The track then drops down on a clear track as you continue along ‘The Street’. 

‘The Street’ is the name given to the clear track leading from Barrow Burn over Black Braes and the main ridge of the Cheviot, which is crossed near Monzie Law, and down to Hownam in the valley of Kale water. It was an old drovers’ road used by both packhorse trains and also for moving livestock to the English markets. Although traffic eased on these drovers’ roads during the period of medieval border warfare, it became firmly re-established in the 17th and 18th centuries, particularly by drovers keen to avoid the tolls of the new turnpike roads.

You eventually drop down and reach a stile (bridleway marker on it). After crossing it you follow the track, running parallel to a fence on your left as you climb up to the horizon, passing a bridleway marker post also on your left.

You rise up to and cross a stile (bridleway marker), located to the right of a large wooden gate. Keep to the main track running parallel to the fence on your right.

Keep your eyes open in this vicinity for the wild goats. A herd of elusive wild goats live in the Cheviot Hills. The herd is descended from domestic stock put out into the hills to graze by farmers centuries ago. You can often catch sight of these small black goats on this section of the walk.

Continue along the broad path, with the ground dropping off steeply to your left and ignore the stile up to your right.

Cross the next stile, this is next to a gate. Here you get a lovely view of Windy Gyle away to your right with its cairn on top. It looks magnificent!

Continue on the broad prominent path leading away from the gate, following the fence on your left.

At the four-way signpost turn right (Bridleway - Pennine Way, Windy Gyle 1 ½).

This path cuts the corner off and you soon reach the border fence. Keep to the right of the fence (English side of border), sticking to the track as you rise up on to Windy Rigg.

After passing over Windy Rigg the path drops down a little, passing two small gates on your left. Don’t pass through them but continue to follow the fence on your left.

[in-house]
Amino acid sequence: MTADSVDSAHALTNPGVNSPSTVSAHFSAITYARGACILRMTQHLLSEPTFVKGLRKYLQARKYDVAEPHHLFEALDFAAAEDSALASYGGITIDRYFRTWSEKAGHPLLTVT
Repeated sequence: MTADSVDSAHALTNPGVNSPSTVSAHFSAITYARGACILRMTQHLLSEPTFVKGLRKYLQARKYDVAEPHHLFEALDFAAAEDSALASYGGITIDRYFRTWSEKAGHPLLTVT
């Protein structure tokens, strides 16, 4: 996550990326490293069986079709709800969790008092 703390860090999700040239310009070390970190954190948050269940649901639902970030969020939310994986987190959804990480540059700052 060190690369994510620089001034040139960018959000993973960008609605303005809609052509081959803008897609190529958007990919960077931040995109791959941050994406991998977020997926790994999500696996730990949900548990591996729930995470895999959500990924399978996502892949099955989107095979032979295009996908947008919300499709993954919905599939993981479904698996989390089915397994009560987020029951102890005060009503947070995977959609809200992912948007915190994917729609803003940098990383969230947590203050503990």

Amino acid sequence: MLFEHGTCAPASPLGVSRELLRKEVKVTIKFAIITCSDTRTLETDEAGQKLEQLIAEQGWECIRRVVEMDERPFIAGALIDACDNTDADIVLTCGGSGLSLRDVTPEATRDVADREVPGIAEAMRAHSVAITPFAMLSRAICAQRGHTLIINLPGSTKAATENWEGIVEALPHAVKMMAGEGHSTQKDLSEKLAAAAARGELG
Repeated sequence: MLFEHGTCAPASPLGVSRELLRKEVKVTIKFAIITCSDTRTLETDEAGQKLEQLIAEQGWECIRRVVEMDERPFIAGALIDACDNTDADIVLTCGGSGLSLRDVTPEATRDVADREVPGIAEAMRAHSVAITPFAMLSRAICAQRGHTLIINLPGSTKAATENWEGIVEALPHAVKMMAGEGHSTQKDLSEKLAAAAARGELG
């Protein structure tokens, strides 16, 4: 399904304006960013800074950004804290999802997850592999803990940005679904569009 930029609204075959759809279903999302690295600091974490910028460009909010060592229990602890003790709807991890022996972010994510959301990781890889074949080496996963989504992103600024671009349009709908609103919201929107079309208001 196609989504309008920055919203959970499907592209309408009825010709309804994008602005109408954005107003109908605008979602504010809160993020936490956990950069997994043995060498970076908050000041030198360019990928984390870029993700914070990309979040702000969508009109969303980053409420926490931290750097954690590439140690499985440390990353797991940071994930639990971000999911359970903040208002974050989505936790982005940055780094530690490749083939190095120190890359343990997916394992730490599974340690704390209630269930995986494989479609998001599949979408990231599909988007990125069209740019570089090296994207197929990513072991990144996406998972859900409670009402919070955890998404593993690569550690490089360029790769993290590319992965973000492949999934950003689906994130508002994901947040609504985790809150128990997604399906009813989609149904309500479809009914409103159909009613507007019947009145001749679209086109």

As you start your ascent of Windy Gyle cross over the fence at the stile, taking you into Scotland. You now follow the fence on your right, before just bending away from it as you climb to the summit.

Windy Gyle is 2010 feet (619 m) above sea level. Therefore it exceeds the magical 2000 feet barrier, this is usually the point that hills finish and mountains begin.

The massive cairn on the summit is called ‘Russell’s Cairn’. This is a Bronze Age mound but it was named after Lord Francis Russell who was killed in the border battles in the area, probably at Hexpethgate where Clennell Street crosses the border ridge; on 27th July 1585. This was the day of the truce. It was the day that the English and Scottish met together at selected points along the border to air their grievances and right their wrongs.

From the summit walk towards the Border Fence (signpost – Trows 2, Rowhope 2 ¼, Coquet Valley 2 ¾). Cross the stile and turn left immediately and follow the fence on your left hand side.

On this stretch of the route Northumberland National Park has built small bridges across some of the eroded ground. This has very much improved the path you are following. On the opposite side of the fence (the Scottish side) is the course of the Pennine Way.

The Pennine Way was the first U.K. Long Distance Path (now National Trail) and was officially opened in 1965. Its original theme was the provision of the opportunity to make long distance journeys through predominantly wild country.

In 1989 the Pennine Way was 502km (314 miles) in total, including loops. By 1994 rationalisation of some of the misalignments had reduced this to 463km (288 miles). It runs between Edale in Derbyshire and Kirk Yetholm in the Scottish borders taking in Northern England's finest moorland scenery.

Just as you drop down the path you are following has been paved to stop erosion. Cross the stile and continue on following the fence on your left until you reach the four-way signpost. 

Turn right here, off the Pennine Way, on to Clennell Street (signpost - Clennell Street, Alwinton 9, Uswayford 1 ½).